13:30   Fatigue Crack Growth and Life Prediction Methods I
Chair: Hiroyuki Terada
30 mins
Rik Jan Lemmen, Rene Alderliesten, Rinze Benedictus
Abstract: Friction Stir (FS) welding has a huge potential for the aerospace industry because it can reduce lead times, manufacturing costs and structural weight. Since FS welding is a solid state process, it is possible to join high strength aluminum alloys which are considered to be non-weldable. Moreover, FS welding is a robust process without emission of dangerous gasses or radiations for which protection is required. FS welding is performed by pressing a non-consumable, rotating tool at the work piece. The FS weld tool consists of a non-consumable rotating cylinder with a ‘pin’ at the centre of the lower circular surface (the ‘shoulder’). The frictional heat generated between the shoulder and the work piece enables it for the pin to stir two parts together. After welding, different zones can be distinguished in the weld with their individual material properties, which can be significantly different from the base material properties. Before an FS weld can be applied in a damage tolerant fuselage structure, understanding of the fatigue behavior of an FS weld is a key issue. This includes fatigue crack initiation, fatigue crack growth and final failure. In previous research interesting crack growth behavior was observed like turning of fatigue cracks and crack path deviation in the weld structure. This behavior is attributed to both the reduced yield strength and the residual stresses in the FS weld. The yield strength influences the size and orientation of the plastic zone in front of the crack tip, while the residual stresses influence the magnitude and the orientation of the main stress at the crack tip. The yield strength was measured in a previous test program to obtain the yield strength profile of FS welds in three alloys, AA2024-T3, AA7075-T6 and AA6013 T4. The local yield strength profiles were obtained using a newly developed technology; Digital Image Correlation (DIC). DIC is a measuring technology which uses images of a test specimen to analyse the deformations during a (fatigue) test. DIC is a flexible method because it is a non-contact measurement system and the detail of the measurement can easily be adjusted by changing the zoom factor. Beside the yield strength, also the residual stress profiles in the FS welds were measured using X-ray diffraction. This paper presents the results of fatigue crack growth experiments performed with the goal to obtain the deformations and plasticity in front of a fatigue crack, propagating through an FS weld. Digital image correlation was used to visualize and measure the strain distribution and the size and shape of the plastic zones in the vicinity of the crack tip. For this research, centre crack specimens were prepared for three alloys, AA2024-T3, AA7075-T6 and AA6013-T4, containing FS welds under an angle of 0° (parallel to the load), 45° and 90° (perpendicular to the load). In the specimens with the weld perpendicular to the load, the initial crack (2a = 5mm) was located at different locations in the FS weld, i.e. 0.0, 3.0 and 6.5 mm from the weld centre. In the specimens with the weld parallel and under an angel of 45° to the load, the initial crack was placed outside the weld such that one crack tip crosses the weld during the test. At certain fatigue intervals the test was interrupted to measure the crack length and take images from the surface of the specimen while maximum load was applied. Afterwards the images were analyzed using the DIC tool to evaluate the strain field. To obtain high accuracy, a thin paint layer was applied over the surface of the specimens consisting of fine black and white droplets, which created a so-called ‘speckle pattern’. The most interesting results were found when the fatigue crack entered the weld under 45°. Crack turning was observed in different grades for all 45° specimens, but one specimen showed a rotation of the crack of 90° from mode I crack propagation into pure mode II crack propagation. Other effects, like crack splitting and combined mode I and II crack growth, were also observed during the tests. The results of the DIC measurements clearly showed how the geometry of the plastic zone in front of the crack tip was highly affected by the presence and orientation of the FS weld. For the specimens with the fatigue crack parallel to the FS weld, the DIC results showed a layered plastic zone due to the variation in yield strength. The results presented in this paper give more understanding of fatigue crack propagation in FS welded joints. Especially the influence of the yield strength on the magnitude and geometry of the plastic zone in front of the crack tip is quantified using the results obtained by digital image correlation.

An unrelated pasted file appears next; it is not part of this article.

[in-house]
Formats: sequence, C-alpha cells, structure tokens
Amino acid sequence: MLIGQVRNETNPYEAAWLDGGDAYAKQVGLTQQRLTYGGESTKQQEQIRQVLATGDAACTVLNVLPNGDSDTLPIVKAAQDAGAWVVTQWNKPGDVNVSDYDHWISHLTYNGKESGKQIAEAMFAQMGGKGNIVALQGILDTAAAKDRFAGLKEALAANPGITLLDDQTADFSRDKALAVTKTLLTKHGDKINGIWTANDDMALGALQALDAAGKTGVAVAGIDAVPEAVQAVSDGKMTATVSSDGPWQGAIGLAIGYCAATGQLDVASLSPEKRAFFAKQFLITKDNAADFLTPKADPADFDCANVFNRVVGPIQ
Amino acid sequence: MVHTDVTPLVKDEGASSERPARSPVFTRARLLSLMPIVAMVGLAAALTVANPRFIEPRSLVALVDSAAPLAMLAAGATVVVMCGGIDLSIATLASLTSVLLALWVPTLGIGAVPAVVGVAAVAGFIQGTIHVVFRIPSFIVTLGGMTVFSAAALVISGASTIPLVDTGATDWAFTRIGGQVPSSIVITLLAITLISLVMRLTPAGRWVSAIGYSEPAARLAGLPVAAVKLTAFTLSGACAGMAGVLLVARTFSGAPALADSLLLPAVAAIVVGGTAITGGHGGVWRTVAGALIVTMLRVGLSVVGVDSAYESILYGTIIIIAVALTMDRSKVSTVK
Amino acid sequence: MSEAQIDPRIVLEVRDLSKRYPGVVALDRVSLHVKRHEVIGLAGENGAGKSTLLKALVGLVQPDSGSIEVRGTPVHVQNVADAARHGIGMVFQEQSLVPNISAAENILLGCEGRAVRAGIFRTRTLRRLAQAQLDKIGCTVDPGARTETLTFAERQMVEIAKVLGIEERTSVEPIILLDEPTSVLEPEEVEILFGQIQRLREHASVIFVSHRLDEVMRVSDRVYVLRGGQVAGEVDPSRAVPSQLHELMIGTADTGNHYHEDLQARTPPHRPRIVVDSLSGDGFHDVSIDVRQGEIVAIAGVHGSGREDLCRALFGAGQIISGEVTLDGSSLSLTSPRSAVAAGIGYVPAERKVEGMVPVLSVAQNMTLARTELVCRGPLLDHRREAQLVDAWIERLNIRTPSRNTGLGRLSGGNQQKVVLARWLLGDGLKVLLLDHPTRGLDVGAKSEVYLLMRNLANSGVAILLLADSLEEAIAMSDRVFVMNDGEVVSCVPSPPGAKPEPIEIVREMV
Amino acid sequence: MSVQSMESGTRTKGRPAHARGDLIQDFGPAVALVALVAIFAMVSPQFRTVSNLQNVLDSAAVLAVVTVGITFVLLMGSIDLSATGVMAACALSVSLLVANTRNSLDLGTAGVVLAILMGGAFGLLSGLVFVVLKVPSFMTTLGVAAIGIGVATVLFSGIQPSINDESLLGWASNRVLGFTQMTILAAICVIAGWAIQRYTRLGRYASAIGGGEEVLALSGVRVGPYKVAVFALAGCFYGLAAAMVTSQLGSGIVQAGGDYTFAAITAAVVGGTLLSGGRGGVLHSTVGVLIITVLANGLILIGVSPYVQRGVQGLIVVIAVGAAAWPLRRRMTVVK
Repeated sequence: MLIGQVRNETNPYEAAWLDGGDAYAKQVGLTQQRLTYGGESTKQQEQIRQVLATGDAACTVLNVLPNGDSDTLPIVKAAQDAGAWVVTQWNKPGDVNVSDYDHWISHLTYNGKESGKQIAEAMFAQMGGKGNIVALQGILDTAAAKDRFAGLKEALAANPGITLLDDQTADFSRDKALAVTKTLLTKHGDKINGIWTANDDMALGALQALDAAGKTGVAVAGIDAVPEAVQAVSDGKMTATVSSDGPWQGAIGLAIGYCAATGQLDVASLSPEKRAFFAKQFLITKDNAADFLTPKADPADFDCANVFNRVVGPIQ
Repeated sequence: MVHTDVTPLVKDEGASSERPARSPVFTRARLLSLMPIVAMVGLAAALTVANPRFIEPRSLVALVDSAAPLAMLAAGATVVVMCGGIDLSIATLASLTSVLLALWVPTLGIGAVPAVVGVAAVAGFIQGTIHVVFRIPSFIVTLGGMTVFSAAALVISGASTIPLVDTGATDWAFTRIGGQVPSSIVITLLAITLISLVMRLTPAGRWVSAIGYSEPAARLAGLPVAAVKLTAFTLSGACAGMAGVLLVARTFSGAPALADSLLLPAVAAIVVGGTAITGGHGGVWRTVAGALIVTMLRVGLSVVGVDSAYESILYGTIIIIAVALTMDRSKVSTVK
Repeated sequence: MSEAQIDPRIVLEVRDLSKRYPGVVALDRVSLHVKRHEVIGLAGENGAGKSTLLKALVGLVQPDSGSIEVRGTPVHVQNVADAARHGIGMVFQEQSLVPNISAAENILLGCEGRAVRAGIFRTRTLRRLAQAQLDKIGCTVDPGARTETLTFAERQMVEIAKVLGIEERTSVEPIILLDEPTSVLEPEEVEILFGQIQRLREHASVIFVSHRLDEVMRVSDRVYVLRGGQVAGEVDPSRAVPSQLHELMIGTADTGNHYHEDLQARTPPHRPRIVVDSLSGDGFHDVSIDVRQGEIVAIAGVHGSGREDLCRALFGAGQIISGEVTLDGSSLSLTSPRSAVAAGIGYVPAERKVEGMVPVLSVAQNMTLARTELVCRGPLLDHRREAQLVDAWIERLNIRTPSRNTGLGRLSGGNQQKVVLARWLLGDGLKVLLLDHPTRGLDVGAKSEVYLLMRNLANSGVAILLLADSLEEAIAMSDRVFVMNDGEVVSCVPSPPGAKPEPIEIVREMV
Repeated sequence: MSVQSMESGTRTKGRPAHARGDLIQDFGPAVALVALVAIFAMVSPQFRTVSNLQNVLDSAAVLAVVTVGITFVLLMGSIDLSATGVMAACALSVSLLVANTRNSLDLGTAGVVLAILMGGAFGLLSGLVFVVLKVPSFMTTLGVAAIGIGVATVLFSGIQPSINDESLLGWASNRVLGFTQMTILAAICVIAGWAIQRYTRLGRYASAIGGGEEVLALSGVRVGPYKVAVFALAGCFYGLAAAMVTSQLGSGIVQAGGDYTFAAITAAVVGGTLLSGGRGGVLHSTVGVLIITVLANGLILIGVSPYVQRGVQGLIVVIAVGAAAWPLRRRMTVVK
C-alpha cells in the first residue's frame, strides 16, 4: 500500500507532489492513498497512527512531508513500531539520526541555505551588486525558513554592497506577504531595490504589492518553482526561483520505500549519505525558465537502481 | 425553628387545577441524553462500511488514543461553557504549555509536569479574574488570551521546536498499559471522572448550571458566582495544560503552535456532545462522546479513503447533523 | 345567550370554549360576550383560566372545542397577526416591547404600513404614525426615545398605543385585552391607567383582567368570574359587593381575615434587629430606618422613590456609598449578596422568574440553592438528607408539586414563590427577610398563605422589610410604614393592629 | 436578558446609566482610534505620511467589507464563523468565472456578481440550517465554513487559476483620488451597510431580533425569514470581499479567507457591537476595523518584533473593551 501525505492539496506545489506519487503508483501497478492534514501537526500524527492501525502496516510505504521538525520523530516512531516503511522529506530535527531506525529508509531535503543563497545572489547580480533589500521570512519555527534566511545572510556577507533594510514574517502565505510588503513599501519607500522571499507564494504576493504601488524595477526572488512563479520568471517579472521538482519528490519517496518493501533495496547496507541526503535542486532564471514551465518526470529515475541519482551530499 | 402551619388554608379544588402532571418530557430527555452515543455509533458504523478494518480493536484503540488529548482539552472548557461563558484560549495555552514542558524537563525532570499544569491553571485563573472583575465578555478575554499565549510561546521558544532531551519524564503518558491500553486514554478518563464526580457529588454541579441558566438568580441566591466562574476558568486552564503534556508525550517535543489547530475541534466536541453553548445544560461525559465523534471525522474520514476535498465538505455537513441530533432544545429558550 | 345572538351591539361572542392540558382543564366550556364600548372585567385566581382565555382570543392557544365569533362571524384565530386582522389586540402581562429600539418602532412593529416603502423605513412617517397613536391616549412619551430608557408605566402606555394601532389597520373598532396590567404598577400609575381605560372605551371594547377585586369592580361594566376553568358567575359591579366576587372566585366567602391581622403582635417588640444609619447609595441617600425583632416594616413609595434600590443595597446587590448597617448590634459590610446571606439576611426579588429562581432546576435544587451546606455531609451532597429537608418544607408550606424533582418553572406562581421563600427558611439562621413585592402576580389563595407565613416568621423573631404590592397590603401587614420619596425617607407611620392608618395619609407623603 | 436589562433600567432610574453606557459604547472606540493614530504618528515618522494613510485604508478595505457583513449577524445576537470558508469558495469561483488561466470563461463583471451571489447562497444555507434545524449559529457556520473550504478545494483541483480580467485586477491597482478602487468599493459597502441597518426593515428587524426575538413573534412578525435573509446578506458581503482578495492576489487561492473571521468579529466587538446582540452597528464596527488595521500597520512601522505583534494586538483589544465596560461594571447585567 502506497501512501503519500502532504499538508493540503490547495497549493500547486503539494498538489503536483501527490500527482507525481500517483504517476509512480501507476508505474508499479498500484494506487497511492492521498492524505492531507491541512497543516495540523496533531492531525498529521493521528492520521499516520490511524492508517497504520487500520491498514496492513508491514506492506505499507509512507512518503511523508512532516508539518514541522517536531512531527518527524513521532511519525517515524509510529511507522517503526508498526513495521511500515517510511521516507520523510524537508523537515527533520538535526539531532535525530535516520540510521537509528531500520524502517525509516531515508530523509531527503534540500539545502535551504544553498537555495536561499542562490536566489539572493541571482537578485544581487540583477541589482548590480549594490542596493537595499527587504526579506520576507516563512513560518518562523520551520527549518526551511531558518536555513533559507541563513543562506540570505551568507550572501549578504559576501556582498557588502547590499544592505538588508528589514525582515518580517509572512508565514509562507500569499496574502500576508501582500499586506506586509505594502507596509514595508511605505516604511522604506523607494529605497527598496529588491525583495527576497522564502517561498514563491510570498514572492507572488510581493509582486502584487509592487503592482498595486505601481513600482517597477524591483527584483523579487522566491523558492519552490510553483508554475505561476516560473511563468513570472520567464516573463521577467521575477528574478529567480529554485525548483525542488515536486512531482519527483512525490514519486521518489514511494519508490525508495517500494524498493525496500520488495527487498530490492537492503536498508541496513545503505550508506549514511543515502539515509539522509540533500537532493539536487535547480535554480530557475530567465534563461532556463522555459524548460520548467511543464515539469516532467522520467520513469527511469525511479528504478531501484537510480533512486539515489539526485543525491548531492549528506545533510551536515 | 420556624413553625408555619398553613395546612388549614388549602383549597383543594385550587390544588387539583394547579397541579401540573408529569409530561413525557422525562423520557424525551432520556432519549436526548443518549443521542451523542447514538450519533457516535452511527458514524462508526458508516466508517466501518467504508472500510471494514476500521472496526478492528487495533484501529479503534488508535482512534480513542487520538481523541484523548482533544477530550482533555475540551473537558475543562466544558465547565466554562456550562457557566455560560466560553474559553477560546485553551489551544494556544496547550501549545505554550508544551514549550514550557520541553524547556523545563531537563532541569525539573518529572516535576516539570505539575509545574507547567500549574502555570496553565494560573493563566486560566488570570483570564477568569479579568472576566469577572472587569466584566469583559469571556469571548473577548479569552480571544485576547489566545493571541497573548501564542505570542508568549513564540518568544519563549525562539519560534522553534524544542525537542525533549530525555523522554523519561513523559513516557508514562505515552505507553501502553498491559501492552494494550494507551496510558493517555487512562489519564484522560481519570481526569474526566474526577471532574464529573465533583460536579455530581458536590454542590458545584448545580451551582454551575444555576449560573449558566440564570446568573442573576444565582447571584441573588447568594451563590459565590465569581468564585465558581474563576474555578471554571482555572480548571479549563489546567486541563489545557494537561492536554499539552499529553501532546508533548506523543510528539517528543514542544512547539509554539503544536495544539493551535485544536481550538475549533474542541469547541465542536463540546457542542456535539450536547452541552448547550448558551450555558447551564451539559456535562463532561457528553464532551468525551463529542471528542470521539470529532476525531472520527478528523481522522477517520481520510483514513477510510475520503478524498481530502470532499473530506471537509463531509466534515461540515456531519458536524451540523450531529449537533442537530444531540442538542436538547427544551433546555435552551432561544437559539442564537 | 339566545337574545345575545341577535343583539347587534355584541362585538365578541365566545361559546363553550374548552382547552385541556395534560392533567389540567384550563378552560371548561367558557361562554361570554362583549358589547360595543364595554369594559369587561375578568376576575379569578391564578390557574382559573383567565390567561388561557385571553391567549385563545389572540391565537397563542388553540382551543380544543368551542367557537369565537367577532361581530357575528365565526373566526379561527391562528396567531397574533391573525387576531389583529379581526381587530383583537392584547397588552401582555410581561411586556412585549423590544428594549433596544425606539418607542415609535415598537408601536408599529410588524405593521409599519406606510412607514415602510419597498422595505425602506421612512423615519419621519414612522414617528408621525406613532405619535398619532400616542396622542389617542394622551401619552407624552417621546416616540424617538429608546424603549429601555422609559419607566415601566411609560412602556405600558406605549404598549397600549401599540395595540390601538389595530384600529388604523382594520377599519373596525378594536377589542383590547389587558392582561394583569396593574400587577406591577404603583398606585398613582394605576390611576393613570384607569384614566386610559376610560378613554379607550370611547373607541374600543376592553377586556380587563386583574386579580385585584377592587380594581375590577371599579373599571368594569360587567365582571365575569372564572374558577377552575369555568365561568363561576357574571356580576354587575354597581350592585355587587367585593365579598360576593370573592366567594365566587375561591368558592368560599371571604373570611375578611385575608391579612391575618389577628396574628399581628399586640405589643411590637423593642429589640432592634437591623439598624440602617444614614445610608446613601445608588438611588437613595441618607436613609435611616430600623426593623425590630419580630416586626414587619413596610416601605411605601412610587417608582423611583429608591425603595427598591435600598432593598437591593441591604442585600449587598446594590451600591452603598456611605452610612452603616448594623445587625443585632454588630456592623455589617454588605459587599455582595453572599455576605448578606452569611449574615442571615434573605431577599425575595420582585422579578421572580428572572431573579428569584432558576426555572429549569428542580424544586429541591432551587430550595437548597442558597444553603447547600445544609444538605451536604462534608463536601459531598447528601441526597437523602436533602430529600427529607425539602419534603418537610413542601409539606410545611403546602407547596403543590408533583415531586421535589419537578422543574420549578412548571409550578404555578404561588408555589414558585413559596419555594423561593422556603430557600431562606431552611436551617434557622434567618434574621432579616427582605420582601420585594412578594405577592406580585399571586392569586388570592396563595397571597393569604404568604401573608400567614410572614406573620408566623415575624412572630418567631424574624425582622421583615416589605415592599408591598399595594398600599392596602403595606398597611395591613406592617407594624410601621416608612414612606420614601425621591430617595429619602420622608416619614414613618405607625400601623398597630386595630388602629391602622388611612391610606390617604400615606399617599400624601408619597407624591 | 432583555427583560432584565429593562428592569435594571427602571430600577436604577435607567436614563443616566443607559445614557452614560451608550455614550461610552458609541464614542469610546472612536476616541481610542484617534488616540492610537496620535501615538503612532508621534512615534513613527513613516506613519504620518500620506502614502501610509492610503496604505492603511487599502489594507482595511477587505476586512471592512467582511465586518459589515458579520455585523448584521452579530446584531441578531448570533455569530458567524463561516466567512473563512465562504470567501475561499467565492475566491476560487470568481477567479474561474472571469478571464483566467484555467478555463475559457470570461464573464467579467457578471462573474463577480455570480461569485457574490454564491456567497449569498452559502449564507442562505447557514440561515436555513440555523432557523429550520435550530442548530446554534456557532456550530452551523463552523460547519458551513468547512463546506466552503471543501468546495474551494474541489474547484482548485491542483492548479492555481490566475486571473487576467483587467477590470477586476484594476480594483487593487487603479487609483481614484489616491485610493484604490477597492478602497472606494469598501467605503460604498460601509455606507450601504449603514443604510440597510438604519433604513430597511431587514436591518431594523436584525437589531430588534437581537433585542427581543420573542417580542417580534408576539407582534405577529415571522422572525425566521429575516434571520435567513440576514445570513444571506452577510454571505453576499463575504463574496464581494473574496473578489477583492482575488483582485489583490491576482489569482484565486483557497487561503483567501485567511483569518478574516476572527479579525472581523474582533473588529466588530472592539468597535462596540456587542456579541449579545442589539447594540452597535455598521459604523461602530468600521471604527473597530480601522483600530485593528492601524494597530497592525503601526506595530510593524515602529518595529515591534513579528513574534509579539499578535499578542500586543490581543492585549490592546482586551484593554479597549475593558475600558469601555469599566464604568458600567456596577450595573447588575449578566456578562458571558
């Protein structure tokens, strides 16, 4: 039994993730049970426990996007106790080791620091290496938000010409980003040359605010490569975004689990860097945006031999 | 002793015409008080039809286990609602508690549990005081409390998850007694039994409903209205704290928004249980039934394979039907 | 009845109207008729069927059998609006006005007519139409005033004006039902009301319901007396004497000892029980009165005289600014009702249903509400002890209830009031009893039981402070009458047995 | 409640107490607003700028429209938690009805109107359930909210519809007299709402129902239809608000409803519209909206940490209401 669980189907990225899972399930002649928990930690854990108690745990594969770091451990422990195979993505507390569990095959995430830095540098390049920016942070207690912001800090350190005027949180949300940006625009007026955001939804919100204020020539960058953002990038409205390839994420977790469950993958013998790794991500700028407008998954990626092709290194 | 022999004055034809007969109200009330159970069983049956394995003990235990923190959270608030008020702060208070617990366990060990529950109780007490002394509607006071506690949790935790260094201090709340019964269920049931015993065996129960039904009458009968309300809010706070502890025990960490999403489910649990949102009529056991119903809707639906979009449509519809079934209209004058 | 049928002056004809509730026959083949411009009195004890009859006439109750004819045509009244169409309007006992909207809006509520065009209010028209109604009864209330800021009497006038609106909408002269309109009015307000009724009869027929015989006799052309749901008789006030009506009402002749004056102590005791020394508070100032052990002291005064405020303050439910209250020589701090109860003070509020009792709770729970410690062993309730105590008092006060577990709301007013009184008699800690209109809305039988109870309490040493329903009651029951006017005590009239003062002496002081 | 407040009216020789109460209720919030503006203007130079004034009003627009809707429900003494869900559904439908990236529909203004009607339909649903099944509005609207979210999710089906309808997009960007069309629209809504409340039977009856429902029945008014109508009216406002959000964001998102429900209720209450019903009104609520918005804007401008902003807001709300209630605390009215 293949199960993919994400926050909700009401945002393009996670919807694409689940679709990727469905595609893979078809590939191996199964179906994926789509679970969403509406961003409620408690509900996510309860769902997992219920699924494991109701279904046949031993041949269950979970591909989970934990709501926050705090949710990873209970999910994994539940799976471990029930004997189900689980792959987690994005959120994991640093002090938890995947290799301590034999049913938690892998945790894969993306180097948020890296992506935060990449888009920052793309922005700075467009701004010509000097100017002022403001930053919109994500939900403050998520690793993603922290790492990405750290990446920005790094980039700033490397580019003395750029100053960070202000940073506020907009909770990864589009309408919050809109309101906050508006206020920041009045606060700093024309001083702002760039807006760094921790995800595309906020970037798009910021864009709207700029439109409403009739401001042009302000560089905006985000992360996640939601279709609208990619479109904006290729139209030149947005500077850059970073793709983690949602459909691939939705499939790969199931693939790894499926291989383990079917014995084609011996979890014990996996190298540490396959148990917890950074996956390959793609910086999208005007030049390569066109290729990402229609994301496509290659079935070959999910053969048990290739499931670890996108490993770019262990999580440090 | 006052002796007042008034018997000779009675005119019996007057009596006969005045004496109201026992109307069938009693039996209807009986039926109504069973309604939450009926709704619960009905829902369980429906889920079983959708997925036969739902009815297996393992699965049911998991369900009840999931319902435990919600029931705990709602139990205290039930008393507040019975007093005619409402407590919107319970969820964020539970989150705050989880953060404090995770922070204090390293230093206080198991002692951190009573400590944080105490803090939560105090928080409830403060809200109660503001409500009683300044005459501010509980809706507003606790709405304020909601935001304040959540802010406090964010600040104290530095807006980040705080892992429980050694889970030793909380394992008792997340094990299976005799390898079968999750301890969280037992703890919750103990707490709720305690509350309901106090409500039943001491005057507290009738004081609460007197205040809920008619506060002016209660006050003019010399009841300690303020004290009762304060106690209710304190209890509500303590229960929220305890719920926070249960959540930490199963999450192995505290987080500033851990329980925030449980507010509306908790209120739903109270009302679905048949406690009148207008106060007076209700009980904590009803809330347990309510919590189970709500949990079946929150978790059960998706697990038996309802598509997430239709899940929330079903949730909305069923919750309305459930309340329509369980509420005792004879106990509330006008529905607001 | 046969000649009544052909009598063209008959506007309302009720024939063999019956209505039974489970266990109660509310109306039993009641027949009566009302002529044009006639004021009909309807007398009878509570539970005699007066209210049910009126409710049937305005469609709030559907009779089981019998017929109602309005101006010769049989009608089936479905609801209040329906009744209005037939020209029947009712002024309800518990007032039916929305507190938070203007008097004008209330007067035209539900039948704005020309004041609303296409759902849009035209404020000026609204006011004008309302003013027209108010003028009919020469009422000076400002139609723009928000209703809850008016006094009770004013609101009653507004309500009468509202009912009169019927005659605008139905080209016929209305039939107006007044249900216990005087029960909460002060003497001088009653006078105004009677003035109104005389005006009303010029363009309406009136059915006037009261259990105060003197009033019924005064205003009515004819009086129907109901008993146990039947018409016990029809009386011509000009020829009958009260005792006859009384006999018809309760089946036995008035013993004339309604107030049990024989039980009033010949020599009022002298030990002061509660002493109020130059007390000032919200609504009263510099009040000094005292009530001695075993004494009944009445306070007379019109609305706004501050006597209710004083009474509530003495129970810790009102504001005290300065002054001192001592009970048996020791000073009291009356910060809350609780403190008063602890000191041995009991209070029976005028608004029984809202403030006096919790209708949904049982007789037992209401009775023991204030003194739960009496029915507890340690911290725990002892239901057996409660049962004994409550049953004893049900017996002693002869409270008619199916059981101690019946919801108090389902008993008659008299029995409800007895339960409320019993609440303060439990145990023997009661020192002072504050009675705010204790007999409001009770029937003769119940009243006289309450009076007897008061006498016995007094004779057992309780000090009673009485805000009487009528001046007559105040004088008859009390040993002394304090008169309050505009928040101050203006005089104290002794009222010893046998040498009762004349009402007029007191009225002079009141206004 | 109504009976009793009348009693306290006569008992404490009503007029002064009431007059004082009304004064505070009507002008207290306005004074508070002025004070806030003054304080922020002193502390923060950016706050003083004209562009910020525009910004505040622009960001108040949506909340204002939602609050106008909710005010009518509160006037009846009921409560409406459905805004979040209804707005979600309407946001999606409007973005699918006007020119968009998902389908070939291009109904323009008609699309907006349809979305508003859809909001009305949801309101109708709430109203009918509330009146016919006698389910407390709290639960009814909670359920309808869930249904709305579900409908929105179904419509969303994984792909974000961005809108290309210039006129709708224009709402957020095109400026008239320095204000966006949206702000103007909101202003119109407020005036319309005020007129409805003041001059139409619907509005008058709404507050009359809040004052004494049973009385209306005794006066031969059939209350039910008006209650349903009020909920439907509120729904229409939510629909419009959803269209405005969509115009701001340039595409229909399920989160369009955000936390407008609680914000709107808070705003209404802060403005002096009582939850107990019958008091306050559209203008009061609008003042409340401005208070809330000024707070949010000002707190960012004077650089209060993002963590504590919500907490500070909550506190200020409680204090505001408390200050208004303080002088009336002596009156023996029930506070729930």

30 mins
Weiping Hu, Qianchu Liu, Simon Barter